As defense officials get ready for 3 million more people who will be able to shop at military stores on base, some veterans are wondering whether they’ll be able to use their new benefits.
Some veterans have contacted Military Times to say that they are eligible for the new benefit that takes effect Jan. 1, but are concerned they won’t have access to the stores. That’s because they don’t havethe specific credential required ― the Veteran Health Identification Card, or VHIC, issued by the Department of Veterans Affairs.
Based on responses to Military Times queries, there are no answers yet for these veterans. Information was not immediately available about how many veterans could be affected.
Under a 2018 law, Purple Heart recipients; former prisoners of war; veterans with a service-connected disability from 0 to 90 percent as documented by the Department of Veterans Affairs; and certain primary veteran caregivers will be newly eligible to shop at commissaries and exchanges. It applies to all military bases, including Coast Guard.
Medal of Honor recipients and veterans with a VA-documented service-connected disability rating of 100 percent and their authorized family members have long been authorized these privileges, under DoD policy.
Commissaries sell discounted groceries. Military exchanges sell a variety of items ranging from clothing and shoes to toys, furniture, home appliances and electronics. They have on-base gas stations and stores that sell alcoholic beverages.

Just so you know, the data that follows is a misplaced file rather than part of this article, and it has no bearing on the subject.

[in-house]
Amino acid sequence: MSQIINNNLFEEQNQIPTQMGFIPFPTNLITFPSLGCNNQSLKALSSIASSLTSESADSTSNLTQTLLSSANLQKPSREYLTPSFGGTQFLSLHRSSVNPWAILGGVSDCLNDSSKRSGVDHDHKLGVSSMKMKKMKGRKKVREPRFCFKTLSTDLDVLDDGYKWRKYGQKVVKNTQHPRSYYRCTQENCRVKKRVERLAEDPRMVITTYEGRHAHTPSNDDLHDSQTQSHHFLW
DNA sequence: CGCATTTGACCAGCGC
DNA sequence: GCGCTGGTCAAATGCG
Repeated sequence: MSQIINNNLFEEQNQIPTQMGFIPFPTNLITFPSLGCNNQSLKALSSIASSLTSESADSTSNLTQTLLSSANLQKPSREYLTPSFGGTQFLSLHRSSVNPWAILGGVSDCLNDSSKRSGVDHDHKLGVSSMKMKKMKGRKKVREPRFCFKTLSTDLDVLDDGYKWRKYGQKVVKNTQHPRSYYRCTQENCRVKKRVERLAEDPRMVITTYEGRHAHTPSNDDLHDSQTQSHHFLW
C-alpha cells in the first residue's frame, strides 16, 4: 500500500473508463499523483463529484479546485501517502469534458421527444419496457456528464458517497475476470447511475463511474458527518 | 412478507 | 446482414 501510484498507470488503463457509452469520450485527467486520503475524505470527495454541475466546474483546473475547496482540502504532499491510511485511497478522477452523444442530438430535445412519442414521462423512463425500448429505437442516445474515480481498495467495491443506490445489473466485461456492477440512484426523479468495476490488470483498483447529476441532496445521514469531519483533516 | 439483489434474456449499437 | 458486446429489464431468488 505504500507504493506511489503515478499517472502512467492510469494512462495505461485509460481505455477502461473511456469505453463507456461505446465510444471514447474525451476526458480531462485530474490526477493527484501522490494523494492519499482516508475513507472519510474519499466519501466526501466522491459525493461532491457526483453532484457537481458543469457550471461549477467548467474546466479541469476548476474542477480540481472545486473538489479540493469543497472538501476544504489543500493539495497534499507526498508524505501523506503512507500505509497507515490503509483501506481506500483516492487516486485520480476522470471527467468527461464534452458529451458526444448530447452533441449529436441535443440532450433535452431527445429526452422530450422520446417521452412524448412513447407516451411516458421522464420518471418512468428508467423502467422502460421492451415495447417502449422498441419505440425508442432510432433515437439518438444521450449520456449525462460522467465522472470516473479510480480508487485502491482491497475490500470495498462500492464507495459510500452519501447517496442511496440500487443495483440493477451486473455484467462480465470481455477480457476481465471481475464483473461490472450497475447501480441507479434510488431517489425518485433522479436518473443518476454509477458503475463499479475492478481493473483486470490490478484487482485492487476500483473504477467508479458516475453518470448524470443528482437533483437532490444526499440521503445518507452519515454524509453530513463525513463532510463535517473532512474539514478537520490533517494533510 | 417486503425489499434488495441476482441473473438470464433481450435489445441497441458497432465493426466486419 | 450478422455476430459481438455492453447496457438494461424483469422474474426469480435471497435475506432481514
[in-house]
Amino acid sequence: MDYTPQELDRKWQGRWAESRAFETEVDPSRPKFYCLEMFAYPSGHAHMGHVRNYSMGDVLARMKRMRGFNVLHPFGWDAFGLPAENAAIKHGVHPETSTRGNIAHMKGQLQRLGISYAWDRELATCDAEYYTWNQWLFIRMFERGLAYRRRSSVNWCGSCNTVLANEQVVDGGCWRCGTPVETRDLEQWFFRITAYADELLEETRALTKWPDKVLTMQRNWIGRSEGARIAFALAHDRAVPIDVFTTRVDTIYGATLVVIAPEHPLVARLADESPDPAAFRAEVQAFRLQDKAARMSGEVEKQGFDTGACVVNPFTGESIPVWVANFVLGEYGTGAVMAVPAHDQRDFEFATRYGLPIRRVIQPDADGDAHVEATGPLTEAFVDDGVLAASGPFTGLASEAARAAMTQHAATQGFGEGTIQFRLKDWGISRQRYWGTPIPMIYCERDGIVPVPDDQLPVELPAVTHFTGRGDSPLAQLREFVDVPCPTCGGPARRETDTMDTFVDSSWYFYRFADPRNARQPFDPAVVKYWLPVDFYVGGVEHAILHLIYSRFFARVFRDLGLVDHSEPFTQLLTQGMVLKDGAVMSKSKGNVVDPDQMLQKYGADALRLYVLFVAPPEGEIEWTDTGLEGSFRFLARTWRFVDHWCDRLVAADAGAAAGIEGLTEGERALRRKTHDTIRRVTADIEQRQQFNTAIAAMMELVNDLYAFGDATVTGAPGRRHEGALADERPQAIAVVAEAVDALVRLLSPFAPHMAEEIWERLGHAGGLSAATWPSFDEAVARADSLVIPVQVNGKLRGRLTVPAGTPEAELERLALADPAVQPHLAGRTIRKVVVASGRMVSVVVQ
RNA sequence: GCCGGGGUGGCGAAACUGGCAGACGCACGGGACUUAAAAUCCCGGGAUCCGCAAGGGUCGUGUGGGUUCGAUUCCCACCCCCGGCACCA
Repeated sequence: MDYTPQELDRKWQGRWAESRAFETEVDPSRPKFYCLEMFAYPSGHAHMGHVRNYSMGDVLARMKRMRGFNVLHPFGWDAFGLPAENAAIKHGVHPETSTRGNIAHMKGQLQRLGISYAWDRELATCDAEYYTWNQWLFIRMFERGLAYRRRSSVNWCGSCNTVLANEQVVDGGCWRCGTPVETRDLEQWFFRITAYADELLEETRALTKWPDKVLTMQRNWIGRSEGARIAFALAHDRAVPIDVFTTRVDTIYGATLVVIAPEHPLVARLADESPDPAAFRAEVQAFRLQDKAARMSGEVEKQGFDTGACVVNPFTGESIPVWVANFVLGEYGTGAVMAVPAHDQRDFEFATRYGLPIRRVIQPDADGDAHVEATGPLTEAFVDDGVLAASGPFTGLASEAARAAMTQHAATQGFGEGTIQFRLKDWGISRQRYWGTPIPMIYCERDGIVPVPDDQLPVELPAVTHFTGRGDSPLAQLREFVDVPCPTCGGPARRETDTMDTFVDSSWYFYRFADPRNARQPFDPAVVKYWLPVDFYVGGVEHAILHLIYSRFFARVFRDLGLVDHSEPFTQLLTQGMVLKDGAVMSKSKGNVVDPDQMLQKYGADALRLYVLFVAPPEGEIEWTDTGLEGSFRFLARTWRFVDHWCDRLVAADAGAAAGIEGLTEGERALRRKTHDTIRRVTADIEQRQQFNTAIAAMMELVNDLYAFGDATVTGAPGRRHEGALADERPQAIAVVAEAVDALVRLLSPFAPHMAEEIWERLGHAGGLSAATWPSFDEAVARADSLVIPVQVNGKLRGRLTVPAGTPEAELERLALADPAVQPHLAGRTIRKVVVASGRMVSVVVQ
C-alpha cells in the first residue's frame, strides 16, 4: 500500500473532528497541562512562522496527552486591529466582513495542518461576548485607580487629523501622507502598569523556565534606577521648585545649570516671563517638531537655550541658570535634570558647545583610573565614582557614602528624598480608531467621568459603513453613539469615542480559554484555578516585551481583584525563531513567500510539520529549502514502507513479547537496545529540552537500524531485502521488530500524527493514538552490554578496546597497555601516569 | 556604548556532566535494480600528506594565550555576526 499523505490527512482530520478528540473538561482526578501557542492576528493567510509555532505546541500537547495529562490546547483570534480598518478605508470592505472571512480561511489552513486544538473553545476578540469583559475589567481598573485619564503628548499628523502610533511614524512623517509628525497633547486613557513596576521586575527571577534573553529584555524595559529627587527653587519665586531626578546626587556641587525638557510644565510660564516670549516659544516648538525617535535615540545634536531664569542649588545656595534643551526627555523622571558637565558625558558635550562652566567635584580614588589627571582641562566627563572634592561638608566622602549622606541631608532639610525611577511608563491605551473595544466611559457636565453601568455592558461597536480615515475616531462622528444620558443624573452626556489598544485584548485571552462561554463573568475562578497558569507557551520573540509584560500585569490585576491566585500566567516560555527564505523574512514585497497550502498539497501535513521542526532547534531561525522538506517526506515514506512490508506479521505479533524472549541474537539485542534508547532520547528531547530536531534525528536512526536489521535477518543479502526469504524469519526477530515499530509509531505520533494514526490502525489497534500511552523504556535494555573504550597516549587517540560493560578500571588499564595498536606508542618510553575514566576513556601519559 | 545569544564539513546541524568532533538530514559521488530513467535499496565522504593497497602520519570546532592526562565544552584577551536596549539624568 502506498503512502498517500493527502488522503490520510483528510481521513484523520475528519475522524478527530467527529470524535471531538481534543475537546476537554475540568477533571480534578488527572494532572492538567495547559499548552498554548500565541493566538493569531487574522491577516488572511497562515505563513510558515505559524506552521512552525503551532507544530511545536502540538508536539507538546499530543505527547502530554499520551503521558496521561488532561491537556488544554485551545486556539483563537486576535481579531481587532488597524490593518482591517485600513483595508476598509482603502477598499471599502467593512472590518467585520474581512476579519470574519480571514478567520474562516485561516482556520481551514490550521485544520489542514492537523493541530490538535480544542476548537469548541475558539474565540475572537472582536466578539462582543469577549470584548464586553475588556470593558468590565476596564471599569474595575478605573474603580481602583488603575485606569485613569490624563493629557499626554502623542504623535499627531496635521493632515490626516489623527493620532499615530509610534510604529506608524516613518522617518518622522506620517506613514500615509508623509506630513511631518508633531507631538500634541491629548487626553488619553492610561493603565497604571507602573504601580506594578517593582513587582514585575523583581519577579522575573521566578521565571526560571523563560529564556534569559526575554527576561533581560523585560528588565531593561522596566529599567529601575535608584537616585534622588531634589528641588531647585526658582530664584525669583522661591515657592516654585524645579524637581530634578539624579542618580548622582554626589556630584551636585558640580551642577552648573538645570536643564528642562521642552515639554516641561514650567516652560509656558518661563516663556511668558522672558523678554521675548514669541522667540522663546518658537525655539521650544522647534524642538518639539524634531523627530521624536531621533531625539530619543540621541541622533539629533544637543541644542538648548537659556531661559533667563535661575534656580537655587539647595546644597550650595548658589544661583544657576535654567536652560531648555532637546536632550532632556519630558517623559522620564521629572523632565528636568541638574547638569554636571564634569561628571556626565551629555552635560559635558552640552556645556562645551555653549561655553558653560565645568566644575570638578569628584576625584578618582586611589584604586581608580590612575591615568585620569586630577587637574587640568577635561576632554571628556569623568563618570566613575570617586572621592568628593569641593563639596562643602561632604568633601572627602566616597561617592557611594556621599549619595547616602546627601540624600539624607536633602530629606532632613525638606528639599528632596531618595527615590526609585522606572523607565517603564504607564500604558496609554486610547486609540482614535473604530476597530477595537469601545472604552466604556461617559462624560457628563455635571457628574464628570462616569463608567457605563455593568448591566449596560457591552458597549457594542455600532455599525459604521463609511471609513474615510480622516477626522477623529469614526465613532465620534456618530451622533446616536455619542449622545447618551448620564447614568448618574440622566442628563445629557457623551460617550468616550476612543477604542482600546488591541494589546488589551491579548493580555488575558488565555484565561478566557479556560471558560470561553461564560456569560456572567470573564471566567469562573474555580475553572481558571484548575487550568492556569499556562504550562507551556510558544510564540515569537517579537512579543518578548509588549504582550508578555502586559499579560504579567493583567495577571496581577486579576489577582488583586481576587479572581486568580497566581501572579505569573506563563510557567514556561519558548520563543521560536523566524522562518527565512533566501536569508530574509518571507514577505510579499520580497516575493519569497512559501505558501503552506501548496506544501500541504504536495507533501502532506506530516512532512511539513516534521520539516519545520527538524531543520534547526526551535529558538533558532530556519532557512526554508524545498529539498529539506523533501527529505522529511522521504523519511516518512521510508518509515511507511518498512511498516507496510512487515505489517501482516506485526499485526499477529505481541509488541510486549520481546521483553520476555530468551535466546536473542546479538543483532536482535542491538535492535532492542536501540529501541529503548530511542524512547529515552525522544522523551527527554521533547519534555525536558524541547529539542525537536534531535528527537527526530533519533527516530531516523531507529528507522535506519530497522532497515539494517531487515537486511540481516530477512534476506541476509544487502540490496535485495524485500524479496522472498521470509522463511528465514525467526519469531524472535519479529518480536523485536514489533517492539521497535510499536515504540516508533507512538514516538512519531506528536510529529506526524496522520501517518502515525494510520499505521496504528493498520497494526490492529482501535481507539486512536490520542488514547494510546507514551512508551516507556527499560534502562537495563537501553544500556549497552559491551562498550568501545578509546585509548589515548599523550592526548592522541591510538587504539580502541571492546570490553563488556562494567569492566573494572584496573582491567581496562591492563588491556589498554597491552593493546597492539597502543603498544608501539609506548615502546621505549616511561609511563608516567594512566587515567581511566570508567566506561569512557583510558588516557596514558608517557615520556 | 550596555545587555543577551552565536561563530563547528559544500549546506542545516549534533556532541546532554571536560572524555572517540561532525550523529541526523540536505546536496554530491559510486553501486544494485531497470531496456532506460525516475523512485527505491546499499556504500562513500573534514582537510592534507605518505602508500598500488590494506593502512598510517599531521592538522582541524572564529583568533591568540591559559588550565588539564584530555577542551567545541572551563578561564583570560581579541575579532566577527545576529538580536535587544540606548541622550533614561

This newly eligible population will also be able to use certain morale, welfare and recreational, or MWR, facilities such as golf courses, movie theaters, clubs and certain other programs and facilities that are self-sufficient, generating enough revenue through fees and/or sales to pay their operating costs.
The departments of Veterans Affairs, Defense and Homeland Security have been working together for months on plans for how the program will be implemented. A crucial part of that is the credential required to get onto the base and to shop at the stores, because most veterans who aren’t retired don’t have access to installations.
Defense officials are working to enable technology at the front gate to scan those veteran cards so veterans can get in to use those benefits. Commissary officials are working on adjusting their technology to enable systems to read the cards.
Some veterans have said they are eligible for the new benefits because of their disability rating, but don’t qualify for the VHIC, for various reasons. One veteran said she has tried to get answers from VA about what she can do to be able to shop, but has been unsuccessful. “I hope the VA and DoD will work together to ensure that no veterans with a service-connected disability are overlooked on this benefit,” said the veteran, who asked to remain anonymous.